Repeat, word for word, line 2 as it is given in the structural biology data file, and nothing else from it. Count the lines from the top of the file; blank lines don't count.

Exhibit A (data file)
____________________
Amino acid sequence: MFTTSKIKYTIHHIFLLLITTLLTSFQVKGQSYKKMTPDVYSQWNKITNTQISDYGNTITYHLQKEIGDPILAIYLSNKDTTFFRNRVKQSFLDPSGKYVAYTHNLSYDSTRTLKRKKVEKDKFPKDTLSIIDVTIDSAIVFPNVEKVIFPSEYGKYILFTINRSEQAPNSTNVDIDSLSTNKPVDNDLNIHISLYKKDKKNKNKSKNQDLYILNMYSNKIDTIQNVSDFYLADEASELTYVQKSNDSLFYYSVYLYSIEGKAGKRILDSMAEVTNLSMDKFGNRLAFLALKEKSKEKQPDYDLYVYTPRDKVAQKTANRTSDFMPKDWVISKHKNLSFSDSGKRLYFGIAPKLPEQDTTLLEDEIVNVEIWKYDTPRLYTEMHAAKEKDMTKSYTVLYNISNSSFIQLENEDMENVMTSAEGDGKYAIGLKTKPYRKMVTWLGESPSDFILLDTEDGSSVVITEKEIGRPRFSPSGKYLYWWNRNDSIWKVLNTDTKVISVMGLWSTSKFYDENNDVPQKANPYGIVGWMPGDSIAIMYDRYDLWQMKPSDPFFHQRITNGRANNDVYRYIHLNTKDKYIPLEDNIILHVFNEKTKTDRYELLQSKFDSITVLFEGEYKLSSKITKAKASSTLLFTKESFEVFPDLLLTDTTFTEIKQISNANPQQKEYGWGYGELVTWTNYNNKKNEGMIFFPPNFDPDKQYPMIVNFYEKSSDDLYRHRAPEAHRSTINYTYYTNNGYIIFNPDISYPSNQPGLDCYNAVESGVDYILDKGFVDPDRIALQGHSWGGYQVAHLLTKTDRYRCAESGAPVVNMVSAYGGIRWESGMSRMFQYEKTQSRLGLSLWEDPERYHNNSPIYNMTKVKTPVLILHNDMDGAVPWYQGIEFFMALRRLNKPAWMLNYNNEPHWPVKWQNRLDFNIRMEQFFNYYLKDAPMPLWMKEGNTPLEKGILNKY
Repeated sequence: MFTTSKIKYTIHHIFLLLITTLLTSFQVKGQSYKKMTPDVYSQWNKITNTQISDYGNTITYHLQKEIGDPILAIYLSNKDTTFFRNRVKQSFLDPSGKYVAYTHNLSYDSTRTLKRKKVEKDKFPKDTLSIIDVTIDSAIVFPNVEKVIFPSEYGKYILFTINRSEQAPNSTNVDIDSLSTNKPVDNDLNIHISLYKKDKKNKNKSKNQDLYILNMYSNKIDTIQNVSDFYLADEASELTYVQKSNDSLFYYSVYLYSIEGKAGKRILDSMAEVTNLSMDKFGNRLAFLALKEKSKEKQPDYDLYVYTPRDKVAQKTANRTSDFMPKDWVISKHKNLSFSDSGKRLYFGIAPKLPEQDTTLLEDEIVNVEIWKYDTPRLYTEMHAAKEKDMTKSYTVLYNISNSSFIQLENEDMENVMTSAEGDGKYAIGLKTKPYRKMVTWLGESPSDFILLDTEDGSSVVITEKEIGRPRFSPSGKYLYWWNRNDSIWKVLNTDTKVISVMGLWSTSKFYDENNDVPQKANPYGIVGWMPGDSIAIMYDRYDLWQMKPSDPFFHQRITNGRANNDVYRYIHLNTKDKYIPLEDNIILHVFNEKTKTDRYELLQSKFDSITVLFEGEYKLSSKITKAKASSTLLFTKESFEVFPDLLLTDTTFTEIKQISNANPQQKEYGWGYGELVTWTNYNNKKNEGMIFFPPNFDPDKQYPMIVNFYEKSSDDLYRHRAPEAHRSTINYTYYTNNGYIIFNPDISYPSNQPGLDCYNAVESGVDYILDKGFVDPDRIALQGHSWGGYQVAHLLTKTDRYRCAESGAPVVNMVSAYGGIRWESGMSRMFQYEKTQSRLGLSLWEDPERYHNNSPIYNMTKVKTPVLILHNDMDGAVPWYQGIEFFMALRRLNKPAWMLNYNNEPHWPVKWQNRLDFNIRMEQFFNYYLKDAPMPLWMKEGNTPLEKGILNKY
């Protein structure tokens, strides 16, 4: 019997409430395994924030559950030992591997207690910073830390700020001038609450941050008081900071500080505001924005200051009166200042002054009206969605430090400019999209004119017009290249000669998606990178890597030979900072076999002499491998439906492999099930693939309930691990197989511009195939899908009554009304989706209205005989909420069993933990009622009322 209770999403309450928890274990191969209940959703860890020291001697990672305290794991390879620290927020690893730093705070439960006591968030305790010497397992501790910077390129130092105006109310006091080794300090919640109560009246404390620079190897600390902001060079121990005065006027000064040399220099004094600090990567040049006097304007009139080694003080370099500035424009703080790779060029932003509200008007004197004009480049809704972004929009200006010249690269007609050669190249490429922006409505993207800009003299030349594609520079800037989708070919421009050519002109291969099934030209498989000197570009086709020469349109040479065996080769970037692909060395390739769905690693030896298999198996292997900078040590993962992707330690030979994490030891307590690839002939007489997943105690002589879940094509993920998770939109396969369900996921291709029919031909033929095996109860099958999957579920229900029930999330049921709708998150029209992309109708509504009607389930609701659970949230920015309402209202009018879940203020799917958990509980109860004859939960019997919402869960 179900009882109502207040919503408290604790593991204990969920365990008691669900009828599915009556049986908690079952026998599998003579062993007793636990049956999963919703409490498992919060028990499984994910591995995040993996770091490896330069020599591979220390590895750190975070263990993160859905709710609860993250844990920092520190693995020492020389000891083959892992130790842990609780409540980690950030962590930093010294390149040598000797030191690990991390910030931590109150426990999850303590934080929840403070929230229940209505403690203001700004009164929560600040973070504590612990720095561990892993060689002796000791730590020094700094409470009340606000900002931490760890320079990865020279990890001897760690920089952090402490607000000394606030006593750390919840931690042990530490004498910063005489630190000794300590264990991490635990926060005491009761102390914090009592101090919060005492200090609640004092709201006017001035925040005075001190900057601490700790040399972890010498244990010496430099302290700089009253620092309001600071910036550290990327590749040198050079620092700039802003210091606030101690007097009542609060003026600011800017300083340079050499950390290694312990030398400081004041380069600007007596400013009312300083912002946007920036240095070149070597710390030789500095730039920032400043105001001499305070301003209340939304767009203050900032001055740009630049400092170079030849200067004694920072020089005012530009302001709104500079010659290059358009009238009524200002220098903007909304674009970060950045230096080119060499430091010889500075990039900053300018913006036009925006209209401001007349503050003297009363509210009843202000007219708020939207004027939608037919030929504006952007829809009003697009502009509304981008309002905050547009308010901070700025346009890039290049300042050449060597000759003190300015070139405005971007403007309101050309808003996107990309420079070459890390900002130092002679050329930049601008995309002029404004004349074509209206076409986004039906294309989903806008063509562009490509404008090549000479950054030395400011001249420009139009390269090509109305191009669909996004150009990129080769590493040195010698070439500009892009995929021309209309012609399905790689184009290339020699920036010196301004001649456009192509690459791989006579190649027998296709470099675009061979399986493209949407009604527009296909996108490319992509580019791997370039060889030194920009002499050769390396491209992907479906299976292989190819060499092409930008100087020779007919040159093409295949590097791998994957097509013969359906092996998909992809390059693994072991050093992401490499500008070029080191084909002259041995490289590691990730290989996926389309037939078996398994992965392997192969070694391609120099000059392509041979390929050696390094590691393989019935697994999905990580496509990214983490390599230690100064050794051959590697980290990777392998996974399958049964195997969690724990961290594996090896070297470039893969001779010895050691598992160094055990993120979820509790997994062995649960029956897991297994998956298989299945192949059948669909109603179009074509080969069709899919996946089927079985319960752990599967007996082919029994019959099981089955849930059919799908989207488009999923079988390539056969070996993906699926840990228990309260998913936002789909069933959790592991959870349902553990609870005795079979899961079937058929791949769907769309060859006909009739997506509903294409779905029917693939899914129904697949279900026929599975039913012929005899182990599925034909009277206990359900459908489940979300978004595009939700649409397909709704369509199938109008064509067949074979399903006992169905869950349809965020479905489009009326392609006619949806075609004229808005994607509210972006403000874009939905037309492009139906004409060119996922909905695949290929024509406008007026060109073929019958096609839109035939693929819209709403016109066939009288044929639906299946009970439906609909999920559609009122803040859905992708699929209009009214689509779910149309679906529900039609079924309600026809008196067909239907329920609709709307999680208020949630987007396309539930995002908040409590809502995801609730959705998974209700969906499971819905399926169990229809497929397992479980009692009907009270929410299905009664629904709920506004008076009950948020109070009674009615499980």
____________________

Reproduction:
Repeated sequence: MFTTSKIKYTIHHIFLLLITTLLTSFQVKGQSYKKMTPDVYSQWNKITNTQISDYGNTITYHLQKEIGDPILAIYLSNKDTTFFRNRVKQSFLDPSGKYVAYTHNLSYDSTRTLKRKKVEKDKFPKDTLSIIDVTIDSAIVFPNVEKVIFPSEYGKYILFTINRSEQAPNSTNVDIDSLSTNKPVDNDLNIHISLYKKDKKNKNKSKNQDLYILNMYSNKIDTIQNVSDFYLADEASELTYVQKSNDSLFYYSVYLYSIEGKAGKRILDSMAEVTNLSMDKFGNRLAFLALKEKSKEKQPDYDLYVYTPRDKVAQKTANRTSDFMPKDWVISKHKNLSFSDSGKRLYFGIAPKLPEQDTTLLEDEIVNVEIWKYDTPRLYTEMHAAKEKDMTKSYTVLYNISNSSFIQLENEDMENVMTSAEGDGKYAIGLKTKPYRKMVTWLGESPSDFILLDTEDGSSVVITEKEIGRPRFSPSGKYLYWWNRNDSIWKVLNTDTKVISVMGLWSTSKFYDENNDVPQKANPYGIVGWMPGDSIAIMYDRYDLWQMKPSDPFFHQRITNGRANNDVYRYIHLNTKDKYIPLEDNIILHVFNEKTKTDRYELLQSKFDSITVLFEGEYKLSSKITKAKASSTLLFTKESFEVFPDLLLTDTTFTEIKQISNANPQQKEYGWGYGELVTWTNYNNKKNEGMIFFPPNFDPDKQYPMIVNFYEKSSDDLYRHRAPEAHRSTINYTYYTNNGYIIFNPDISYPSNQPGLDCYNAVESGVDYILDKGFVDPDRIALQGHSWGGYQVAHLLTKTDRYRCAESGAPVVNMVSAYGGIRWESGMSRMFQYEKTQSRLGLSLWEDPERYHNNSPIYNMTKVKTPVLILHNDMDGAVPWYQGIEFFMALRRLNKPAWMLNYNNEPHWPVKWQNRLDFNIRMEQFFNYYLKDAPMPLWMKEGNTPLEKGILNKY